Kurdish Language in Iran

Introduction

Iranian languages are a part of Indo-Iranian group of Indo-European family. The Iranian languages are divided into three categories:  Old Iranian (1000 until 331 BC), Middle Iranian (331 BC – 876 AD), and New Iranian (since 876 AD). Kurdish belongs to Iranian languages and it was spoken by the Medes who are considered to be the ancestors of today’s Kurds. Kurdish is composed of Kurmanji, Sorani, Hewrami, Kelhuri/Feyli, Zazaki/Dimilki/Kirmancki. Except for Zazaki, all other Kurdish dialects/languages are spoken in Iran. 

Kurdish-speaking people live in six provinces of Iran: Kurdistan, Ilam, Kermanshah, West Azerbaijan, Northern Khorassan, Razavi Khorassan provinces. Keluhri and Feyli are spoken in Kermanshah and Ilam, respectively, while some speak Sorani and Hewrami in Kermanshah province, too. The Kurdish people in Kurdistan province are Sorani and Hewrami, while the Southern part of West Azerbaijan province is soranophone and the Northern part Kurmanjophone. The Azeri-speaking people live in this province, too. Northern Khorassan is mostly Kurmanjophone while some kurmanji-speaking cities are located in Razavi province. The last two provinces are in North-East Iran, while the other four ones in Western Iran.

Kurdish Status In Iranian Constitution

Historically speaking, Persian has been declared as official language of Iran in three stages: 1906 when Mozafaradin Shah of Qajar signed the Mashruta Law (Persian Constitutional Revolution), but the other ethnic languages were free. Secondly, Reza Shah Pahlavi issues a rule in 1932 imposing Persian on all state employees and forbid any other languages including Kurdish. The Kurdish language was announced as a ‘’local dialect of Persian’’ and the Kurds as ‘’Mountainous Iranians’’. The third stage dates back 1979 Islamic Revolution leading to a new constitution in which the article 15 declared Persian as official language and authorized “teaching the literature of other languages’’, including Kurdish, in primary schools. Officially speaking, Kurdish was declared as a language for the first time in the history of Iran. This article has never been fully implemented in the field of teaching in schools but it is being gradually implemented in recent years: Establishing a department of Kurdish Language and Literature in Kurdistan province and teaching Kurdish in some schools of some Kurdish cities. Other universities of Kurdish cities are free to establish more departments of Kurdish Language and literature providing to have the needed academic staff. Kurdish press has enjoyed the article 15 more than other fields. Hundreds of Kurdish reviews, magazines, newspapers, periodicals have been published and are published in Kurdish or Kurdish-Persian. The Kurdistan province, for instance, has had or has more than 430 journals in Kurdish or bilingual. As Kelhuri/Feyli, Hewrami, Kurmanji and Sorani dialects are spoken by the Kurds of Iran, but they are not proportionately used in the press nor media. The journals in Feyli/Kelhuri, Hewrami and Kurmanji are very limited while most of them are in Sorani Kurdish. This means Sorani Kurds are much more active than other ones in Iran while their population is not more than others. This participation is more prominent in 24-hour Sahar Kurdish-language TV of Iran where 22 hours are broadcast in Sorani, 2 hours in Kurmanji and other dialects are absent. It is worth noting that there are six provincial TV channels fully or partially broadcasting in Kurdish dialects. Tehran Kurdish radio (Sorani and Kurmanji) and seven provincial radio stations are available for the Kurdish listeners, too. This is while Sorani Kurdish is recognized as an official language by the Bureau of Official Translation of Iranian Judiciary. This means the Sorani Kurds in Iran are more active than other ones, the high rate of Sorani Kurdish students in Iranian universities is a proof, too. This is while the linguistic policy of Iran is the same for all.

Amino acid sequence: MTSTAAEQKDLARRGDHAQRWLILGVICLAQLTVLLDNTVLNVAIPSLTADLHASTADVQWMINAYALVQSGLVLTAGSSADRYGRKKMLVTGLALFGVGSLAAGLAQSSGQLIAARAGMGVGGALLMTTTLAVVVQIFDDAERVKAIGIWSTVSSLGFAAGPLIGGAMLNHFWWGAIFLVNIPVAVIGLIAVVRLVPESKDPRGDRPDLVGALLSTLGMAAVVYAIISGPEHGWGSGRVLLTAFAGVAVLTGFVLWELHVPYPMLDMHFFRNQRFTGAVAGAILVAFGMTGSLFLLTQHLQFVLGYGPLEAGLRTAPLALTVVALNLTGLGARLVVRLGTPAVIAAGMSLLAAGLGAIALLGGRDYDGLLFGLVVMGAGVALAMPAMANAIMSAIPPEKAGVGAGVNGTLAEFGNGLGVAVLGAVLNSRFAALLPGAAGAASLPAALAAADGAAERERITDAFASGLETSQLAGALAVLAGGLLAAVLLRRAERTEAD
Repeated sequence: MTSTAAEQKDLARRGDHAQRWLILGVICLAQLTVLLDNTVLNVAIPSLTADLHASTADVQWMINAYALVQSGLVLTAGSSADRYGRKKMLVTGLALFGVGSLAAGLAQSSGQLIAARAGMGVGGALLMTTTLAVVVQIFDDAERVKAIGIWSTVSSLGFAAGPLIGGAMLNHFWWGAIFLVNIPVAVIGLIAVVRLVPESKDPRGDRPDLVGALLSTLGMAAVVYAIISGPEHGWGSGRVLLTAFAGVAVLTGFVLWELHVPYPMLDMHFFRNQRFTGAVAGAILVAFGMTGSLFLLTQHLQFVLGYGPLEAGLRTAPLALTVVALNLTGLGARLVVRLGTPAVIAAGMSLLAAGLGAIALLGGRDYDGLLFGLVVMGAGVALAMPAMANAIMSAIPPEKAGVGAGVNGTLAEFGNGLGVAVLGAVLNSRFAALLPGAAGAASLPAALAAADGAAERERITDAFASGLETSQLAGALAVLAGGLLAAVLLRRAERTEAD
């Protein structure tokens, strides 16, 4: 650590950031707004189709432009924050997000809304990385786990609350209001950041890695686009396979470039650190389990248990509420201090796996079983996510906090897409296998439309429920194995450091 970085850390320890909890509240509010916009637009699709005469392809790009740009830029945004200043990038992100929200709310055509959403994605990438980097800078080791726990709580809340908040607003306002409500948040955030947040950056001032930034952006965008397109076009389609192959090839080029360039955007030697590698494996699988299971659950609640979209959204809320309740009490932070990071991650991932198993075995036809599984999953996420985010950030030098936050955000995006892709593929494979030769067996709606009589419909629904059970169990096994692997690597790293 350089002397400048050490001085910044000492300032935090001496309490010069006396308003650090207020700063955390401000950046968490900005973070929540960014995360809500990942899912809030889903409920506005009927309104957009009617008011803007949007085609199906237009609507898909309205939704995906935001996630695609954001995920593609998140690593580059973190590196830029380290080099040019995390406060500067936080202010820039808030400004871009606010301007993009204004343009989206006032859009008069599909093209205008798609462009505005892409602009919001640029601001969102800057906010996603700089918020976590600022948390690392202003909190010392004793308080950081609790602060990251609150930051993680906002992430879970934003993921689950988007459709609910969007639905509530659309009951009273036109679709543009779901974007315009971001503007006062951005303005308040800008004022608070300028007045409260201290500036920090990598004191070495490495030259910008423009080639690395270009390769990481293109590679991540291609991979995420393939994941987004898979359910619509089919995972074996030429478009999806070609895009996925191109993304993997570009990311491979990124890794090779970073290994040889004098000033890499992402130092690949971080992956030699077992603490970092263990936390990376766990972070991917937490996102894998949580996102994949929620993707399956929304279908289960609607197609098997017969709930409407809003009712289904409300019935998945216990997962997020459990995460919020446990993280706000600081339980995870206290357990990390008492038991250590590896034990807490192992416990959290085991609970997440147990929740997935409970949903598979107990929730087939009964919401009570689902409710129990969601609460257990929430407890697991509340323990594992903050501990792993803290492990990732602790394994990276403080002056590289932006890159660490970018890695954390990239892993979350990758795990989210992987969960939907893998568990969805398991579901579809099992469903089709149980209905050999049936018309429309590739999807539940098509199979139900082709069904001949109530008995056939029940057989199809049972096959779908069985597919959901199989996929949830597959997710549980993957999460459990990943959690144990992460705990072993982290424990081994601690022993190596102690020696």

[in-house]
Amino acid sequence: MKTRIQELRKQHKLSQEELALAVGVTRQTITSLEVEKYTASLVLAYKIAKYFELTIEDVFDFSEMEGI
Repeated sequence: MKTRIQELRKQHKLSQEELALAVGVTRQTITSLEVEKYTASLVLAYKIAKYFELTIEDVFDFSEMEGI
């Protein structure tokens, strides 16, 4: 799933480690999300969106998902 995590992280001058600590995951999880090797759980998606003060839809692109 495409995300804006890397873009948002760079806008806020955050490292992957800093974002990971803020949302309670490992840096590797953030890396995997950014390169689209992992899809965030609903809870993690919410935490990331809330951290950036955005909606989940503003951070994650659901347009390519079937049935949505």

Conclusion

As spoken by millions of people in Iran, Kurdish is officially recognized as a language not a ‘’local dialect’’ of Persian in Iran, while Sorani Kurdish is more widespread than other ones. Despite their substantial population in Iran, the Kurmanjophone Kurds are not active linguistically and the Kurmanji families in Khorasan provinces are not very much interested in speaking Kurdish with their children while speaking Kurdish (all dialects) in the western part is considered as a prestige. By fully implementation of the article 15 of the Constitution, the state could take more effective steps in paving the way for development of Kurdish language, but the Kurds themselves also should do more. While the Kurdish needs to be more developed, the Kurdish intellectuals, specially, the Kurmanjophones are less interested in writing in their mother tongue.


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